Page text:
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See detailEstimating marine biogeochemical rates of the carbonate pH system—A Kalman filter tested
Soetaert; Grégoire, Marilaure ULg

in Ecological Modelling (2011), 222

Oxygen (O2), nitrate (NO3), dissolved inorganic carbon (DIC) or pCO2, and pH or total alkalinity (TA), are useful indices of marine chemical, physical and biological processes operating on varying ... [more ▼]

Oxygen (O2), nitrate (NO3), dissolved inorganic carbon (DIC) or pCO2, and pH or total alkalinity (TA), are useful indices of marine chemical, physical and biological processes operating on varying timescales. Although these properties are increasingly being monitored at high frequency, they have not been extensively used for studying ecosystem dynamics. We test whether we can estimate time-evolving biogeochemical rates (e.g. primary production, respiration, calcification and carbonate dissolution, and nitrification) from synthetic high frequency time-series of O2, NO3, DIC, pCO2, TA or pH. More specifically, a Kalman filter has been implemented in a very simplified biogeochemical model describing the dynamics of O2, NO3, DIC and TA and linking the concentration data to biogeochemical fluxes. Different sets of concentration data are assimilated and biogeochemical rates are estimated. The frequency of assimilation required to get acceptable results is investigated and is compared with the frequency of sampling in the field or in controlled experimental settings. Smoothing of the data to remove data noise before assimilation improves the estimation of the biogeochemical rates. The best estimated rates are obtained when assimilating O2, NO3 and TA although the assimilation of DIC instead of TA also gives satisfactory results. In case pH or pCO2 is assimilated rather than DIC or TA, the linearization of the (now nonlinear) observation equation introduces perturbations and the Kalman filter behaves suboptimal. We conclude that, given the resolution of data required, the tool has potential to estimate biogeochemical rates of the carbonate system under controlled settings. [less ▲]

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See detailCarbon, nitrogen, oxygen and sulfide budgets in the Black Sea: A biogeochemical model of the whole water column coupling the oxic and anoxic parts
Grégoire, Marilaure ULg; Soetaert, Karline

in Ecological Modelling (2010)

Carbon, nitrogen, oxygen and sulfide budgets are derived for the Black Sea water column from a coupled physical-biogeochemical model. The model is applied in the deep part of the sea and simulates ... [more ▼]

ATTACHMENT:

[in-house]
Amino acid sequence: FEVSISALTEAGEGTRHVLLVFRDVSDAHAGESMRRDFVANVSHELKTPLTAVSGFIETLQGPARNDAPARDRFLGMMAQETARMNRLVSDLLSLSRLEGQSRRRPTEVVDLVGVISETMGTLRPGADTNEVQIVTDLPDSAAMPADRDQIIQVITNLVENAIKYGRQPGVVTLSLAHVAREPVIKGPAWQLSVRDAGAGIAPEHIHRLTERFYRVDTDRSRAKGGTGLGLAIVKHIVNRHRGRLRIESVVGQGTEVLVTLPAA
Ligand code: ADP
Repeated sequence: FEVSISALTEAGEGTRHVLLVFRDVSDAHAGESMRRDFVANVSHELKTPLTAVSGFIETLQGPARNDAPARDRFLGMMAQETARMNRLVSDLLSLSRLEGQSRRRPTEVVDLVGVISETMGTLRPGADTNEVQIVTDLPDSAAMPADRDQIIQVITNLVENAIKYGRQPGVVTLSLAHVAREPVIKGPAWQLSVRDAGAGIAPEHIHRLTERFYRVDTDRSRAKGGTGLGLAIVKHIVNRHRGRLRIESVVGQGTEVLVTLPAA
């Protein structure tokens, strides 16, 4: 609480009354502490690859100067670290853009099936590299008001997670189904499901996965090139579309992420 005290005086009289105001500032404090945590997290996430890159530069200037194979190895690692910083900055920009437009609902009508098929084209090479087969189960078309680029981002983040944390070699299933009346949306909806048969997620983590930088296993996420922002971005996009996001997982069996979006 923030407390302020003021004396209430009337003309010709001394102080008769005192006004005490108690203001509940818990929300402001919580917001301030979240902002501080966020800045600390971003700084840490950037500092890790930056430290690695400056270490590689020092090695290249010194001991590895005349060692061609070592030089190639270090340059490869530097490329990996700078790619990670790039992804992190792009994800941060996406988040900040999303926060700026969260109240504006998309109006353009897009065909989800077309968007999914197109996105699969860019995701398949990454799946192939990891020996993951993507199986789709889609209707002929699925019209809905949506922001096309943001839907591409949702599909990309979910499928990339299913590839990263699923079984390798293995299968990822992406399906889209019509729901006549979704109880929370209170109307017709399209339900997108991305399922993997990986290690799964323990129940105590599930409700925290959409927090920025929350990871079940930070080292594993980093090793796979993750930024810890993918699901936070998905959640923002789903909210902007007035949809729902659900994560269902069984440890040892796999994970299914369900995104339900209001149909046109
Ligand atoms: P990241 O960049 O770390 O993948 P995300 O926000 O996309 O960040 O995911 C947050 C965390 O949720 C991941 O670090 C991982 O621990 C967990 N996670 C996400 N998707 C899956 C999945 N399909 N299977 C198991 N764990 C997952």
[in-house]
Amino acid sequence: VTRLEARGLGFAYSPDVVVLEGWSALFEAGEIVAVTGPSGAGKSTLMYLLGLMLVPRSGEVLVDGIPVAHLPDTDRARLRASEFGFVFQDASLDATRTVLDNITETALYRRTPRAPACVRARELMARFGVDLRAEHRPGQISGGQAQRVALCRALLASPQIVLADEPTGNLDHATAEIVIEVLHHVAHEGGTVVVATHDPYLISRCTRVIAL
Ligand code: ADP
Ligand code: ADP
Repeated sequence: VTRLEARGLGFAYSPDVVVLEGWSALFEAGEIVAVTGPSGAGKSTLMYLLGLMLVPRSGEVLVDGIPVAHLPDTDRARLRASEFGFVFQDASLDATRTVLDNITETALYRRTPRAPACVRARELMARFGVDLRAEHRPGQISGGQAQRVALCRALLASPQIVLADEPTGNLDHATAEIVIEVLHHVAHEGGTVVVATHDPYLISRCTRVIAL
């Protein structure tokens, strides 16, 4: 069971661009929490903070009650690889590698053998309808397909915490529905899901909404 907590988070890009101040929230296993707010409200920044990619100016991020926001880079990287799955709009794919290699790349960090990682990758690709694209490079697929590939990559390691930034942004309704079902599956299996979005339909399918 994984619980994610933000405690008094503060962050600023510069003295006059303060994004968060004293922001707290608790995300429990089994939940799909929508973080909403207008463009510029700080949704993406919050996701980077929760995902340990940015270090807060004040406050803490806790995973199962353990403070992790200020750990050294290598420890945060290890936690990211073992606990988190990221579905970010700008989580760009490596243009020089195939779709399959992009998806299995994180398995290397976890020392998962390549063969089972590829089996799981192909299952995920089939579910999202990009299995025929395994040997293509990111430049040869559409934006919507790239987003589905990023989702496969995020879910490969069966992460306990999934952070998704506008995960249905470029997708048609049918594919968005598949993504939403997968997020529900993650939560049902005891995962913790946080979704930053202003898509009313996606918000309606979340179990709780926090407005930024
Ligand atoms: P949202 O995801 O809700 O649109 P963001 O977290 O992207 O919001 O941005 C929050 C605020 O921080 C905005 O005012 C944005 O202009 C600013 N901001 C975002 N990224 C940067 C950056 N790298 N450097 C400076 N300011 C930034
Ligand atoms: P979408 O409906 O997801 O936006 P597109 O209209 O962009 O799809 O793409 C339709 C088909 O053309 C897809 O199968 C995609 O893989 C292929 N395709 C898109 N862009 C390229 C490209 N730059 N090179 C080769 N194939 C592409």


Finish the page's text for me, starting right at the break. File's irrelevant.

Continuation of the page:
Carbon, nitrogen, oxygen and sulfide budgets are derived for the Black Sea water column from a coupled physical-biogeochemical model. The model is applied in the deep part of the sea and simulates processes over the whole water column including the anoxic layer that extends from ~ 115 m to the bottom (~ 2000 m). The biogeochemical model involves a refined representation of the Black Sea foodweb from bacteria to gelatinous carnivores. It includes notably a series of biogeochemical processes typical for oxygen deficient conditions with, for instance, bacterial respiration using different types of oxidants (i.e denitrification, sulfate reduction), the lower efficiency of detritus degradation, the ANAMMOX (ANaerobic AMMonium OXidation) process and the occurrence of particular redox reactions. The model has been calibrated and validated against all available data gathered in the Black Sea TU Ocean Base and this exercise is described in Gregoire et al., (2008). In the present paper, we focus on the biogeochemical flows produced by the model and we compare model estimations with the measurements performed during the R.V. KNORR expedition conducted in the Black Sea from April to July 1988 (Murray and the Black Sea Knorr Expedition, 1991). Model estimations of hydrogen sulfide oxidation, metal sulfide precipitation, hydrogen sulfide formation in the sediments and water column, export flux to the anoxic layer and to the sediments, denitrification, primary and bacterial production are in the range of field observations. With a simulated Gross Primary Production (GPP) of 7.9 molC m-2 yr-1 and a Community Respiration (CR) of 6.3 molC m-2 yr-1, the system is net autotrophic with a Net Community Production (NCP) of 1.6 molC m-2 yr-1. This NCP corresponds to 20 % of the GPP and is exported to the anoxic layer. In order to model Particulate Organic Matter (POM) fluxes to the bottom and hydrogen sulfide profiles in agreement with in-situ observations, we have to consider that the degradation of POM in anoxic conditions is less efficient that in oxygenated waters as it has often been observed (see discussion in Hedges et al., 1999). The vertical POM profile produced by the model can be fitted to the classic power function describing the oceanic carbon rate (CR=Z-) using an attenuation coefficient  of 0.36 which is the value proposed for another anoxic environment (i.e. the Mexico Margin) by Devol and Hartnett, (2001). Due to the lower efficiency of detritus degradation in anoxic conditions and to the aggregation of particles that enhanced the sinking, an important part of the export to the anoxic layer (i.e. 33 %, 0.52 molC m-2 yr-1) escapes remineralization in the water column and reaches the sediments. Therefore, sediments are active sites of sulfide production contributing to 26 % of the total sulfide production. In the upper layer, the oxygen dynamics is mainly governed by photosynthesis and respiration processes as well as by air-sea exchanges. ~ 71 % of the oxygen produced by phytoplankton (photosynthesis + nitrate reduction) is lost through respiration, ~ 21 % by outgasing to the atmosphere, ~ 5 % through nitrification and only ~ 2 % in the oxidation of reduced components (e.g. Mn2+, Fe2+, H2S). The model estimates the amount of nitrogen lost through denitrification at 307 mmolN m-2 yr-1 that can be partitioned into a loss of ~ 55 % through the use of nitrate for the oxidation of detritus in low oxygen conditions, ~ 40 % in the ANAMMOX process and the remaining ~ 5% in the oxidation of reduced substances by nitrate. In agreement with data analysis performed on long time series collected since the 1960's (Konovalov and Murray, 2001), the sulfide and nitrogen budgets established for the anoxic layer are not balanced in response to the enhanced particle fluxes induced by eutrophication: the NH4 and H2S concentrations increase. [less ▲]